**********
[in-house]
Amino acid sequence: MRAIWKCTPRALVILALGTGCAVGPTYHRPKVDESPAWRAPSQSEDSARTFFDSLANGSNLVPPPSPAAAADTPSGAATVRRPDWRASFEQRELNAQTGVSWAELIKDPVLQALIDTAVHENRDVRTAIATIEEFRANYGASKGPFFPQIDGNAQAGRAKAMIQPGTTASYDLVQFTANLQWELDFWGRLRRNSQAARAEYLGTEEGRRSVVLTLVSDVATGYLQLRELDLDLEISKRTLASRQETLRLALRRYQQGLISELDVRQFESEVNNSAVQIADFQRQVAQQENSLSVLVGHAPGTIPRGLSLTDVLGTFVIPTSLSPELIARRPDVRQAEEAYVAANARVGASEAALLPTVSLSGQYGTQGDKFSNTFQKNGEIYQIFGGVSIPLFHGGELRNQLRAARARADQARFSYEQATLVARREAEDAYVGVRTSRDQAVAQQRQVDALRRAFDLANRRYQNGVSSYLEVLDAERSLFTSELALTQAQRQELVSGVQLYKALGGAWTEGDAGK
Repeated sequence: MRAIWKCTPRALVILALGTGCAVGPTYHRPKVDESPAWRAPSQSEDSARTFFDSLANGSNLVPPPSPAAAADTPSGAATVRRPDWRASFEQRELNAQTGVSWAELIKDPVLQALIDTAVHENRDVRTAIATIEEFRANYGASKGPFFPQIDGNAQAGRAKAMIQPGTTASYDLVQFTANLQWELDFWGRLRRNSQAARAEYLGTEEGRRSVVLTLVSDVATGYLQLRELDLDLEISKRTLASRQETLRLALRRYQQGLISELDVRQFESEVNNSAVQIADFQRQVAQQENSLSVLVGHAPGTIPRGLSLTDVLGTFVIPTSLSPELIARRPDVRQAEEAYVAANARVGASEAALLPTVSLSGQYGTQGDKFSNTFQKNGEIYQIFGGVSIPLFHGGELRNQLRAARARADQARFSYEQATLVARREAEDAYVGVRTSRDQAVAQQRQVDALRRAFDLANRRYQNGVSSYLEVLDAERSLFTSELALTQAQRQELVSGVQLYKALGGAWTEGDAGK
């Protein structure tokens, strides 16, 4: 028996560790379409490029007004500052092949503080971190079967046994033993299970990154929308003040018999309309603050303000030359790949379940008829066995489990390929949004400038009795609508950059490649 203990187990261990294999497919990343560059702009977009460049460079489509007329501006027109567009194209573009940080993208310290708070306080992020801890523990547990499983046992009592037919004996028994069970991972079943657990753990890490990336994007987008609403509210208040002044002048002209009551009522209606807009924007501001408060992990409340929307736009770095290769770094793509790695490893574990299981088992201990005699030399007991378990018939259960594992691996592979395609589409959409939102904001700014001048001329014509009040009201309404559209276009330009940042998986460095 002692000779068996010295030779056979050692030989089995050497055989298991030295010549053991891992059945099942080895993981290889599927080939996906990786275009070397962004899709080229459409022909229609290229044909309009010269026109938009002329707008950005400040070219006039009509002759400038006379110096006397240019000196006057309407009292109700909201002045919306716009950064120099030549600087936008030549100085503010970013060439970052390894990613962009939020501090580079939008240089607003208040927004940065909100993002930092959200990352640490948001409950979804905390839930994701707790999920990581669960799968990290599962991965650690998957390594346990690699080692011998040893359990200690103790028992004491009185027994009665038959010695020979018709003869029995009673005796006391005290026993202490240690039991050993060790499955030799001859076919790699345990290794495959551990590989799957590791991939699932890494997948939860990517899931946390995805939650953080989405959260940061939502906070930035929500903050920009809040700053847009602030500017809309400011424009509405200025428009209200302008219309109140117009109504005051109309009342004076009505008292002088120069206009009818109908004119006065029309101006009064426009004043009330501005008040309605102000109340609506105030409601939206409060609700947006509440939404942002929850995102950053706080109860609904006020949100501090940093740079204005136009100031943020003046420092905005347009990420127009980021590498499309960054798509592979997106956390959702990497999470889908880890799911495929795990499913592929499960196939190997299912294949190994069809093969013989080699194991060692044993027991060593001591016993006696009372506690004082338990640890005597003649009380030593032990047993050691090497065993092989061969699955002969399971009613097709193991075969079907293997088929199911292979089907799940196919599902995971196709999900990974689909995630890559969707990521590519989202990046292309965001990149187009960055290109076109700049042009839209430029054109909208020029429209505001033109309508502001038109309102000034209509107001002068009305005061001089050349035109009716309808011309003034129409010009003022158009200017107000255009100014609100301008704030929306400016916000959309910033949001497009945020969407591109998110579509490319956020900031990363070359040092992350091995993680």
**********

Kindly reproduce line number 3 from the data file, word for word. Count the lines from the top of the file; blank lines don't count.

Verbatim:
Repeated sequence: MRAIWKCTPRALVILALGTGCAVGPTYHRPKVDESPAWRAPSQSEDSARTFFDSLANGSNLVPPPSPAAAADTPSGAATVRRPDWRASFEQRELNAQTGVSWAELIKDPVLQALIDTAVHENRDVRTAIATIEEFRANYGASKGPFFPQIDGNAQAGRAKAMIQPGTTASYDLVQFTANLQWELDFWGRLRRNSQAARAEYLGTEEGRRSVVLTLVSDVATGYLQLRELDLDLEISKRTLASRQETLRLALRRYQQGLISELDVRQFESEVNNSAVQIADFQRQVAQQENSLSVLVGHAPGTIPRGLSLTDVLGTFVIPTSLSPELIARRPDVRQAEEAYVAANARVGASEAALLPTVSLSGQYGTQGDKFSNTFQKNGEIYQIFGGVSIPLFHGGELRNQLRAARARADQARFSYEQATLVARREAEDAYVGVRTSRDQAVAQQRQVDALRRAFDLANRRYQNGVSSYLEVLDAERSLFTSELALTQAQRQELVSGVQLYKALGGAWTEGDAGK